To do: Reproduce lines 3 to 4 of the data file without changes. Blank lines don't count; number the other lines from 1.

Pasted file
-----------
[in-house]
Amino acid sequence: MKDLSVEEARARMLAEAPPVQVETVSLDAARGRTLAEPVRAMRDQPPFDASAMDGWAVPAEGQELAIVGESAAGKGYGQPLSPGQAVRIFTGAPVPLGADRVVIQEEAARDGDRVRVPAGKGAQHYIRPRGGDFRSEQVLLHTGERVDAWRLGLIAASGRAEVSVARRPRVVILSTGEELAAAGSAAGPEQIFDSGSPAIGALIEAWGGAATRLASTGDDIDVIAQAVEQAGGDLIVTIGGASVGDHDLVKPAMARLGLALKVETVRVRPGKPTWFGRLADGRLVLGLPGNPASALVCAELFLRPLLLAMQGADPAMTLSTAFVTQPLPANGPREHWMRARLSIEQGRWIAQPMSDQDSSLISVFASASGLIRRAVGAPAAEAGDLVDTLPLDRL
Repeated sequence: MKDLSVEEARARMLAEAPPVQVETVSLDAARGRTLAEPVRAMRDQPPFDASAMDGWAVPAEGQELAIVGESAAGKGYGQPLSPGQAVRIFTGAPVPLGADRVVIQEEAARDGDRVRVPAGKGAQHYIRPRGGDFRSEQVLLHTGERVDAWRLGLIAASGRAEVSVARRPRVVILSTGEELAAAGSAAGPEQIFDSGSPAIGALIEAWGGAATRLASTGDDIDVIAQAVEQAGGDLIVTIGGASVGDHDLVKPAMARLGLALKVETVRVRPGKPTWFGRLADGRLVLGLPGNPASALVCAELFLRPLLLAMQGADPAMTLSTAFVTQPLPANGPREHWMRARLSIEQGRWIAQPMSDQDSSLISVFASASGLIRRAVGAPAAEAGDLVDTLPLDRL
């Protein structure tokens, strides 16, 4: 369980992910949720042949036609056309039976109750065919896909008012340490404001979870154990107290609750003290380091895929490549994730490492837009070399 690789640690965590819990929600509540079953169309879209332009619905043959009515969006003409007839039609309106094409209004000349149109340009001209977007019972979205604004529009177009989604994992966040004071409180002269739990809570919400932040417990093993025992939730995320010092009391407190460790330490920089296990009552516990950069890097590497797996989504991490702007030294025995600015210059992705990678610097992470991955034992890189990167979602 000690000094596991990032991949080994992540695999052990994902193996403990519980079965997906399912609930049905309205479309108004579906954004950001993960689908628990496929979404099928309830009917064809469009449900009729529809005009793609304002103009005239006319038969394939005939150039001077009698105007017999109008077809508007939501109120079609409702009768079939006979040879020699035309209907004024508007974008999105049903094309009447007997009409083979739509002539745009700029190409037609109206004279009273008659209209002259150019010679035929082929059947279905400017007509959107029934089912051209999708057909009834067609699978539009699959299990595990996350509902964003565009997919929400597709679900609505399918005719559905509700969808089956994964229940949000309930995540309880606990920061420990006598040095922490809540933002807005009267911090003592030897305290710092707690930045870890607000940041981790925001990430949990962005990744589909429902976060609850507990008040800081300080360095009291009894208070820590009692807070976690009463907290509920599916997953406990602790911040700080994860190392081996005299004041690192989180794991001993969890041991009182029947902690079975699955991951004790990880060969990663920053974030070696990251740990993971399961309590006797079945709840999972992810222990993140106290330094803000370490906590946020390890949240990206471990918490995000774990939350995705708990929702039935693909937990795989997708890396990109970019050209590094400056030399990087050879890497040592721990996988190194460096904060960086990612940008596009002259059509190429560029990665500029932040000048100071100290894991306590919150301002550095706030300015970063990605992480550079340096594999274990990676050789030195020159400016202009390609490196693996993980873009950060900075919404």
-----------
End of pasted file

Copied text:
Repeated sequence: MKDLSVEEARARMLAEAPPVQVETVSLDAARGRTLAEPVRAMRDQPPFDASAMDGWAVPAEGQELAIVGESAAGKGYGQPLSPGQAVRIFTGAPVPLGADRVVIQEEAARDGDRVRVPAGKGAQHYIRPRGGDFRSEQVLLHTGERVDAWRLGLIAASGRAEVSVARRPRVVILSTGEELAAAGSAAGPEQIFDSGSPAIGALIEAWGGAATRLASTGDDIDVIAQAVEQAGGDLIVTIGGASVGDHDLVKPAMARLGLALKVETVRVRPGKPTWFGRLADGRLVLGLPGNPASALVCAELFLRPLLLAMQGADPAMTLSTAFVTQPLPANGPREHWMRARLSIEQGRWIAQPMSDQDSSLISVFASASGLIRRAVGAPAAEAGDLVDTLPLDRL
């Protein structure tokens, strides 16, 4: 369980992910949720042949036609056309039976109750065919896909008012340490404001979870154990107290609750003290380091895929490549994730490492837009070399 690789640690965590819990929600509540079953169309879209332009619905043959009515969006003409007839039609309106094409209004000349149109340009001209977007019972979205604004529009177009989604994992966040004071409180002269739990809570919400932040417990093993025992939730995320010092009391407190460790330490920089296990009552516990950069890097590497797996989504991490702007030294025995600015210059992705990678610097992470991955034992890189990167979602 000690000094596991990032991949080994992540695999052990994902193996403990519980079965997906399912609930049905309205479309108004579906954004950001993960689908628990496929979404099928309830009917064809469009449900009729529809005009793609304002103009005239006319038969394939005939150039001077009698105007017999109008077809508007939501109120079609409702009768079939006979040879020699035309209907004024508007974008999105049903094309009447007997009409083979739509002539745009700029190409037609109206004279009273008659209209002259150019010679035929082929059947279905400017007509959107029934089912051209999708057909009834067609699978539009699959299990595990996350509902964003565009997919929400597709679900609505399918005719559905509700969808089956994964229940949000309930995540309880606990920061420990006598040095922490809540933002807005009267911090003592030897305290710092707690930045870890607000940041981790925001990430949990962005990744589909429902976060609850507990008040800081300080360095009291009894208070820590009692807070976690009463907290509920599916997953406990602790911040700080994860190392081996005299004041690192989180794991001993969890041991009182029947902690079975699955991951004790990880060969990663920053974030070696990251740990993971399961309590006797079945709840999972992810222990993140106290330094803000370490906590946020390890949240990206471990918490995000774990939350995705708990929702039935693909937990795989997708890396990109970019050209590094400056030399990087050879890497040592721990996988190194460096904060960086990612940008596009002259059509190429560029990665500029932040000048100071100290894991306590919150301002550095706030300015970063990605992480550079340096594999274990990676050789030195020159400016202009390609490196693996993980873009950060900075919404």